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Quotations from Wong Chin Foo

On Being a Confucian Missionary (1874)

“I have the honor to be the first missionary from China, but I hope that I may be followed by others abler than I am, and that you will embrace the religion, for none better can be found.”

On Chinese as Idol-Worshippers (1876)

“The Chinese no more worship idols than the Catholics who bow to a cross with an image on it. So in China the temples are filled with images which represent to their minds a certain idea, as the idea of a cross represents the sufferings of Christ. Depend upon it, my friends, no form of any kind can save a man.”

On China's Scientific Contributions (1877)

“Chinamen are not ignorant heathens, and were not so thousands and thousands of years ago. They invented some of the most useful sciences of civilization; for example, the art of printing with movable types; also, engraving was first invented by the Chinese; they were the first to invent the mariner’s compass; the first cannon, the first suspension bridge, and the first marble structure, as also the first civil force and the first school. All these were originated among those heathens.”

On the Anti-Chinese “Rat Libel” (1877)

“I never knew that rats and dogs were good to eat until I learned it from Americans.”

On Dueling Anti-Chinese Demagogue Denis Kearney (1883)

“I would give him his choice of chopsticks, Irish potatoes or Krupp guns.”

On Wong's Chinese vs. Denis Kearney's Irish (1883)

“I belong to the most ancient empire on this globe. You, by your own statement, belong to the most dependent and ill-treated nation of serfs ever deprived of its liberties. The flag of my country floats over the third greatest navy in the world. Yours is to be seen derisively displayed on the 17th of March in the public streets and triumphantly hoisted on an occasional gin-mill. The ambassadors and consuls of my nation rank at every court in Europe with those of Russia, Germany, England and France. Those of your race may be found cooling their heels in the lobbies of any common council in which the rum-selling interest in politics predominates. The race which I represent is centuries old in every art and science. That of which you are the spokesman apologizes for its present ignorance and mental obscurity with the plea that your learning and literature are lost in the mythical past.”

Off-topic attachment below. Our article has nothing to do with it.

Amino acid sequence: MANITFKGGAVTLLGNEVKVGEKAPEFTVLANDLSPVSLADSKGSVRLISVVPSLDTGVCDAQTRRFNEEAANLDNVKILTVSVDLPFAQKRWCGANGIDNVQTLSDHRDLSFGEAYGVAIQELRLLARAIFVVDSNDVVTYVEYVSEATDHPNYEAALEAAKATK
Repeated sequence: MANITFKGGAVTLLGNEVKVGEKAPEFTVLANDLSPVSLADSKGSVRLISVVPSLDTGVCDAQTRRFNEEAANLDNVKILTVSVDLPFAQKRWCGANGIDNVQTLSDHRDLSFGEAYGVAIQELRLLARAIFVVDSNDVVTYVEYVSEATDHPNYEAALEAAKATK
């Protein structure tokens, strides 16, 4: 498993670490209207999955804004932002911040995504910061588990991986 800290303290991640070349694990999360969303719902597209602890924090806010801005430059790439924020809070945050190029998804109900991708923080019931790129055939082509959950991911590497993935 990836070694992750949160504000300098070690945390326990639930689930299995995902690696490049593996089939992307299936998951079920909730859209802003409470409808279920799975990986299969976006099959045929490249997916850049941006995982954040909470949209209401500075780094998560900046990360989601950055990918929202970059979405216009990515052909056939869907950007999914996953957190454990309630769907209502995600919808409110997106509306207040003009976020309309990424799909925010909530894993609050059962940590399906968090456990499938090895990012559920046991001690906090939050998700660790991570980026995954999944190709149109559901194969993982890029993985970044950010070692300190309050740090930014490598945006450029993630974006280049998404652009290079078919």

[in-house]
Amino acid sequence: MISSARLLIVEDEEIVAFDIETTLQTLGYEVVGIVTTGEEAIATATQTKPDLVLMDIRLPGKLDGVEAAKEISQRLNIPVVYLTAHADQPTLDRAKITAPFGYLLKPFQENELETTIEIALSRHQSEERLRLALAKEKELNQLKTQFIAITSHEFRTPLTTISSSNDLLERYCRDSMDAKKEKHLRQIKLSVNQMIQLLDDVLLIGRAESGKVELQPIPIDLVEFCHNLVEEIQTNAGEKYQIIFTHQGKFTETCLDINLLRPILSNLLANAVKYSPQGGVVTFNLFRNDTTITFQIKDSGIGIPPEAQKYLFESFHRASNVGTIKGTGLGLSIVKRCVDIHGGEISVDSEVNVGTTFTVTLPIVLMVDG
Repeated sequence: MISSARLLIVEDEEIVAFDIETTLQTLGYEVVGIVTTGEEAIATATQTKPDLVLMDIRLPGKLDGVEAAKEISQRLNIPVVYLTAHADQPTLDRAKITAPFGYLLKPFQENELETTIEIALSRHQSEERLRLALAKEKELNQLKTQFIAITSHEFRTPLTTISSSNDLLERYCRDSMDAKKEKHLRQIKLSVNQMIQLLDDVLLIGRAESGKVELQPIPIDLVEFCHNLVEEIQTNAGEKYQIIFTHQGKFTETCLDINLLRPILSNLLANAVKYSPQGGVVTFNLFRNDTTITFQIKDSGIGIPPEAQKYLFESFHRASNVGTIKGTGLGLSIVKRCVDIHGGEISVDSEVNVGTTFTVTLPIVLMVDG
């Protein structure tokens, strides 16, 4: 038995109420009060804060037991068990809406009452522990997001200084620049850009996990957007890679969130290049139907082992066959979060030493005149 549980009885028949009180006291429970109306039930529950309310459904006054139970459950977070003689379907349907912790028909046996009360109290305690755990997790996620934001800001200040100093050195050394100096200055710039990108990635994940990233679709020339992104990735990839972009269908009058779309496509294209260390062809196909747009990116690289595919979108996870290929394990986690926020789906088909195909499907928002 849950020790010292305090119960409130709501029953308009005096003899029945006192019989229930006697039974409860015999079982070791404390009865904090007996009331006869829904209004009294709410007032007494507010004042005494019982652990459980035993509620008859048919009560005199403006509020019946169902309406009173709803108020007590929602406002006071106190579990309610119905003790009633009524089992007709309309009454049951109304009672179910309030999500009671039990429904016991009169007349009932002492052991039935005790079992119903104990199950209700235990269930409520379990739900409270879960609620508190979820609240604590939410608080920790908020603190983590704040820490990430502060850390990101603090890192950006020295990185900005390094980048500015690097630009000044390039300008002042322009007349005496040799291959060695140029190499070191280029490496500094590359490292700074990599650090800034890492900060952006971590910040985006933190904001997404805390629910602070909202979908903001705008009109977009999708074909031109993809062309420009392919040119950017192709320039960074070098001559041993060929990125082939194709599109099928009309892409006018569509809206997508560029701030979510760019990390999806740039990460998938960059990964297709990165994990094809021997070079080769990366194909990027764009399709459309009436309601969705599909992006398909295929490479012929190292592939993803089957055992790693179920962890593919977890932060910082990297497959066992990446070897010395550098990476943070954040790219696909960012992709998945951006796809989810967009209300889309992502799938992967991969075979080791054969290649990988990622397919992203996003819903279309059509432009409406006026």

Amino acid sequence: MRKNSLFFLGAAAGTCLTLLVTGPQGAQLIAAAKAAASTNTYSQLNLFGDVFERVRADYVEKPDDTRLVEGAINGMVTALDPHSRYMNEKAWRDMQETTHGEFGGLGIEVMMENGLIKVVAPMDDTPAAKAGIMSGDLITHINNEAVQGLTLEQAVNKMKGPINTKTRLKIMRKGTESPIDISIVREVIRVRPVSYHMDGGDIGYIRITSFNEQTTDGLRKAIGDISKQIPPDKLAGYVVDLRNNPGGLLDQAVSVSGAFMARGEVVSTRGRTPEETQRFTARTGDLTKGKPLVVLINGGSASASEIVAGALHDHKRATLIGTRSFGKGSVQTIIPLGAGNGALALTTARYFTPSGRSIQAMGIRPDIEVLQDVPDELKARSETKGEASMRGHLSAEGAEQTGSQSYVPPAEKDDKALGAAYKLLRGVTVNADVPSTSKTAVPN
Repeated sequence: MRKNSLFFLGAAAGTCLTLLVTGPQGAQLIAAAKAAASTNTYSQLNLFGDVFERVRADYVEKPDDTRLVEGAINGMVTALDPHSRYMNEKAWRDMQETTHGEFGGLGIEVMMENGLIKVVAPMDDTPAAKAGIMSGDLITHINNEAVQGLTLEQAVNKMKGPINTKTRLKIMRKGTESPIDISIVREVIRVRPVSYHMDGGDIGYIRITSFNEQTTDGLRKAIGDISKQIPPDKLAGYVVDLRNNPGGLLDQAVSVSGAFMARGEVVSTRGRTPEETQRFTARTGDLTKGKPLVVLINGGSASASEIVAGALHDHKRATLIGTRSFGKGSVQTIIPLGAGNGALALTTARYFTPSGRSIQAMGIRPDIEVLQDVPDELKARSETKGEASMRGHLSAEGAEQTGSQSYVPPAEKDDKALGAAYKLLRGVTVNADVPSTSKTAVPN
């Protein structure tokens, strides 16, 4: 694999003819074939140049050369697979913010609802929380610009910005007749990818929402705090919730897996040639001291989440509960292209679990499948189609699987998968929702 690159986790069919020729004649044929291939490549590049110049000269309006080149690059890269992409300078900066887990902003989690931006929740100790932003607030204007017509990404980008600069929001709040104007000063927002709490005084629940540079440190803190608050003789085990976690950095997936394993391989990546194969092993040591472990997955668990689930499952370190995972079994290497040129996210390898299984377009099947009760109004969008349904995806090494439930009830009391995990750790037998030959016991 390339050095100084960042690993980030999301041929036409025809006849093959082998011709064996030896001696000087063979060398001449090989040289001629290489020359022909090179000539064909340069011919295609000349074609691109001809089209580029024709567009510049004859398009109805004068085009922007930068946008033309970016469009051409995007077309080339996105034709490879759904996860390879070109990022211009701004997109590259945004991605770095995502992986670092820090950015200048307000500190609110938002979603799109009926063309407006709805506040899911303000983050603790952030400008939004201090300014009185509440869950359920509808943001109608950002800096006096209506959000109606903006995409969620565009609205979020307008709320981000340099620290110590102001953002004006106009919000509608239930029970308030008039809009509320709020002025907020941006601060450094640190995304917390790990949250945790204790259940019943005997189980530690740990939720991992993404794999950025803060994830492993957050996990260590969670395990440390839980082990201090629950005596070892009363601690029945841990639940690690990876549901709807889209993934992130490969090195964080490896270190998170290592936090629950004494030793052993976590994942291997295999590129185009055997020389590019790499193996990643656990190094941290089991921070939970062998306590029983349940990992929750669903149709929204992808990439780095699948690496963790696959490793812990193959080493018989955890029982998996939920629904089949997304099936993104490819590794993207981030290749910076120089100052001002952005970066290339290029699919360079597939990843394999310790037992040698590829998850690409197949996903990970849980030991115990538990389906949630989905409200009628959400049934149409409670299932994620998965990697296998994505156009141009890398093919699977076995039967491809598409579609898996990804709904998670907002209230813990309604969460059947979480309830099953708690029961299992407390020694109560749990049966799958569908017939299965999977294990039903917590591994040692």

On American Politicians (1884)

“You must remember that the politician who lords it over you to-day is an arrant coward, and trims his sails to every breeze that blows. When you don’t vote and don’t wish to vote, he denounces you as a reptile; the moment you appear at the ballot box you are a man and a brother and are treated (if you consort with such people) to cigars, whiskies, and beers.

On the Opium Trade (1887)

“When the English wanted the Chinamen's gold and trade, they said they wanted to 'open China for their missionaries,' and opium was the chief, in fact, only, missionary they looked after, when they forced the ports open. And this infamous Christian introduction among Chinamen has done more injury, social and moral, in China than all the humanitarian agencies of Christianity could remedy in 200 years.”